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6.2. Security Managers and the Class Loader

In addition to the methods of the security manager class that we just examined, a second way by which the security manager can enforce policies is to ask that the class loader for a particular class provide more information on which the security manager may base its decision. This technique requires a coordination between the security manager and the class loader; there is no standard interface by which this information may be obtained (nor is there a limit to the type of information that may be exchanged). The details of the interface are completely at the discretion of the application developer. This technique is useful for both 1.1-based and (to a lesser extent) 1.2-based security managers.

In the last section, we showed an example of the checkWrite() method that threw a security exception only if there was a class loader on the stack; this effectively prevented any class that was loaded from the network from opening a file in order to write to it. A more sophisticated policy would be to allow certain classes loaded over the network to write files, but not other classes. If you recall our example from Chapter 3, "Java Class Loaders", XYZ Corporation is using a customized class loader that allows their applications to read classes both from the web server on which the application is hosted and from the centralized administration server. XYZ Corporation might want to establish a security policy whereby classes that are loaded from the administration server can write local files, but other classes cannot. This sort of policy requires some cooperation between the security manager and the class loader--the security manager must ask the class loader for the host the class was loaded from:

Class Definition

public void checkWrite(String s) {
	ClassLoader cl = currentClassLoader();
	if (cl != null) {
		MultiLoader ml = null;
		try {
			ml = (MultiLoader) cl;
		} catch (ClassCastException cce) {
			// This can't happen unless our class loader and our
			// security manager are out of sync
			throw new SecurityException("checkWrite out of sync");
		}
		if (!ml.getTrust(currentLoadedClass()))
			throw new SecurityException("checkWrite");
	}
}

This example only works with a class loader we have defined, since we need a method called getTrust() in the class loader to let us know the origin of the class. That getTrust() method might look like this:

Class Definition

public class MultiLoader extends SecureClassLoader {
	...
	boolean getTrust(Class c) {
		String name = c.getName();
		if (supportClassesCache.get(name))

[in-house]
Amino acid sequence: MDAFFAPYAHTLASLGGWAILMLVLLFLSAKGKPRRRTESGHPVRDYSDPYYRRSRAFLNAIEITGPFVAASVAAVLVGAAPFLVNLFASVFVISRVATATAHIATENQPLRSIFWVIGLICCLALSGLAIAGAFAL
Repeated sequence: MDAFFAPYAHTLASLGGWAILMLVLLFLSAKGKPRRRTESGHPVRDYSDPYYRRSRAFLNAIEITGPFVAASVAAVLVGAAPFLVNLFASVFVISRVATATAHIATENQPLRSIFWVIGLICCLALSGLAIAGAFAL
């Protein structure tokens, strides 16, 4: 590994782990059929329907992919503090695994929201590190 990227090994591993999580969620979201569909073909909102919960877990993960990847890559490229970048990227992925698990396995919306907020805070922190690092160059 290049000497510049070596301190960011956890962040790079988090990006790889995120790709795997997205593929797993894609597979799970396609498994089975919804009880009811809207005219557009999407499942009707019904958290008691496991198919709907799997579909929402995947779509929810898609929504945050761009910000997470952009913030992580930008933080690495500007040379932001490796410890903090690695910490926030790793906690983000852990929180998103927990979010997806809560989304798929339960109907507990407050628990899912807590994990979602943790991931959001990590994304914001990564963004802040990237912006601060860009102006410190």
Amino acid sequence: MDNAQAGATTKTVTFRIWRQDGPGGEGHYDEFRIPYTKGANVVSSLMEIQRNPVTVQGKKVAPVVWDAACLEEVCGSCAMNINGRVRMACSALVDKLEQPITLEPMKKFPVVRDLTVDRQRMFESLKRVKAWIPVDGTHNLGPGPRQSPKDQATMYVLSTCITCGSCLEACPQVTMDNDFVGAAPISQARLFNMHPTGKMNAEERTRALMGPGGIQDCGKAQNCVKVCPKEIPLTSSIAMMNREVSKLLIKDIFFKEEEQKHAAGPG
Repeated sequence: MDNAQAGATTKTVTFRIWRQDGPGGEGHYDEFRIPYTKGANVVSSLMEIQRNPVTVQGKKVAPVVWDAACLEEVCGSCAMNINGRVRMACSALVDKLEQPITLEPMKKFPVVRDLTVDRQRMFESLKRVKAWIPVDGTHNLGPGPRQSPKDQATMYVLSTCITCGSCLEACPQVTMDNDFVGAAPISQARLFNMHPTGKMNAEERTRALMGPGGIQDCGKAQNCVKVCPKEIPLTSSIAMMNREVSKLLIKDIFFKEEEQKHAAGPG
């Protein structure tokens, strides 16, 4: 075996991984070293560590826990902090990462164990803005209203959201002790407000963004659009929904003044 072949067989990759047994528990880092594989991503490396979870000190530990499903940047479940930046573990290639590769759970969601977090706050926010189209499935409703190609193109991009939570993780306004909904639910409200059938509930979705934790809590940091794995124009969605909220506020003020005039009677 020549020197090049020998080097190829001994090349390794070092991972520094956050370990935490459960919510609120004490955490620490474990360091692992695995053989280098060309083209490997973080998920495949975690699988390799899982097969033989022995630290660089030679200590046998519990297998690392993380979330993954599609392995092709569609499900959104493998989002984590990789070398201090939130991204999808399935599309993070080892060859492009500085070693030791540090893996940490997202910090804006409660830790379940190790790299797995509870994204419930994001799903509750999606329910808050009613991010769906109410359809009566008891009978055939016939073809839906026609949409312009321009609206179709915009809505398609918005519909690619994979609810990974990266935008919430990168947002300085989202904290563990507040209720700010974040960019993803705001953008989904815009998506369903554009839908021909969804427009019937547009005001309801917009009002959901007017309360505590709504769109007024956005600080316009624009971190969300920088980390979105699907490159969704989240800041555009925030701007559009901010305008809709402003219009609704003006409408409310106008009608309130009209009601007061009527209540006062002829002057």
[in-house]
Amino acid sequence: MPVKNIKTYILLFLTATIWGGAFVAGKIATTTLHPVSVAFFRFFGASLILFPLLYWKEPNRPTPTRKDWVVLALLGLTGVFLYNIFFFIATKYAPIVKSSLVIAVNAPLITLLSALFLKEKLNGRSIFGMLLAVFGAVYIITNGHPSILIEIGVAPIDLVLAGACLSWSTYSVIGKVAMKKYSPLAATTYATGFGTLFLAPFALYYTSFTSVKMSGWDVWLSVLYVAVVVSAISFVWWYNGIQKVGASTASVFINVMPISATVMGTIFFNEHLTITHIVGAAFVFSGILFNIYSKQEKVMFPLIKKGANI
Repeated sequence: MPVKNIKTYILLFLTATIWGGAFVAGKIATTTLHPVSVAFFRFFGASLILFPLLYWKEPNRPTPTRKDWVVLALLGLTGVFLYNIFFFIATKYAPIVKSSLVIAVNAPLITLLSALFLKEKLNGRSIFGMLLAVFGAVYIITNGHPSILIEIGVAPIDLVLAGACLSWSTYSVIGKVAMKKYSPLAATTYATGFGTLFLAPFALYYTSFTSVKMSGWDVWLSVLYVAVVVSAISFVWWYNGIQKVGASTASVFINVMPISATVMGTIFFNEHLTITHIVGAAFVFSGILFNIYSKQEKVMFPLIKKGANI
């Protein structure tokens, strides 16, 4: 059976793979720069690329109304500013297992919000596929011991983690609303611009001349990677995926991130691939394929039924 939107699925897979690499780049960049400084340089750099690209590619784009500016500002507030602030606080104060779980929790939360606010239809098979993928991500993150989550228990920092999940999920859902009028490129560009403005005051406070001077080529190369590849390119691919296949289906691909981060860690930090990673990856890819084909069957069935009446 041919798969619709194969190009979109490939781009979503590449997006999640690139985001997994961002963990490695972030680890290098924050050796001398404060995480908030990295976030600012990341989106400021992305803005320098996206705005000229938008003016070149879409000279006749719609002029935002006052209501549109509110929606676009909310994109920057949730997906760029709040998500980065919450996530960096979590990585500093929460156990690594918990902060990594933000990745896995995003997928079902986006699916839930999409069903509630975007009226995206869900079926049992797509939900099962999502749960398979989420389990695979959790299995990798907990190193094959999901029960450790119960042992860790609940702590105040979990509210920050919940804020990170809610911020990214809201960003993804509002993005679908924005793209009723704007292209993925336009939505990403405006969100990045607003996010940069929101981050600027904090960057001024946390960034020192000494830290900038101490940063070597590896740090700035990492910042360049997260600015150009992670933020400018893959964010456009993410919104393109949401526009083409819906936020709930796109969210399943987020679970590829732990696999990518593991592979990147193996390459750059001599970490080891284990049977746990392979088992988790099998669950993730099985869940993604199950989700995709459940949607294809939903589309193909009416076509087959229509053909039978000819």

return true;
		return false;
	}
}

Hence, we cast the class loader returned from getClassLoader() to be an instance of MultiLoader. It's easy to keep the class loader and the security manager in sync because the application must install both of them, but it always pays to be sure. We use this class loader to check whether the particular class is to be trusted; the class loader thinks classes that have been loaded from XYZ's support machine are trusted and other classes are not. Note that if you are going to use this technique in 1.2 that it is quite possible the class loader will not be your multi loader--it might be one of the internal class loaders that is used to load extension or API classes. In that case, instead of throwing a security exception when the class cast fails, you should simply call the super.checkWrite() method, which will do the correct thing in 1.2.

This sort of cooperation can be used between the class loader and the security manager to support a variety of requirements--providing different access to classes from different domains, or from different protocols, or anything else the class loader knows about. It just requires that the security manager know about any special interfaces the class loader might have to support these features.

6.2.1. The Class Loader and the Security Manager

The relationship between the security manager and class loader goes both ways--not only is the class loader able to provide additional information about particular classes to the security manager, the class loader is also responsible for calling the security manager to see if particular classes are able to be loaded or defined. We showed the code a class loader uses to do this in Chapter 3, "Java Class Loaders".

When a class loader is asked to load a class, it must call the checkPackageAccess() method of the security manager so that the security manager can prevent certain classes from being loaded. This is chiefly used to prevent untrusted classes from directly accessing implementation-specific classes. If you ship an application with a set of classes in the com.XYZ package, you can ensure that untrusted classes do not directly call classes in that package by placing the appropriate logic into the checkPackageAccess() method. Java-enabled browsers typically do just that; for example, an applet cannot call any of the classes in the sun package within the HotJava browser.

Additionally, when a class loader is asked to define a class, it must call the checkPackageDefinition() method of the security manager so that the security manager can prevent an untrusted class from defining classes in a particular package. This should be used, for example, to prevent an untrusted class from loading a new class into the java.lang package. Otherwise, an untrusted class could create a class named java.lang.Foo that has access to all the default-protected methods and instance variables of the other classes within the java.lang package.



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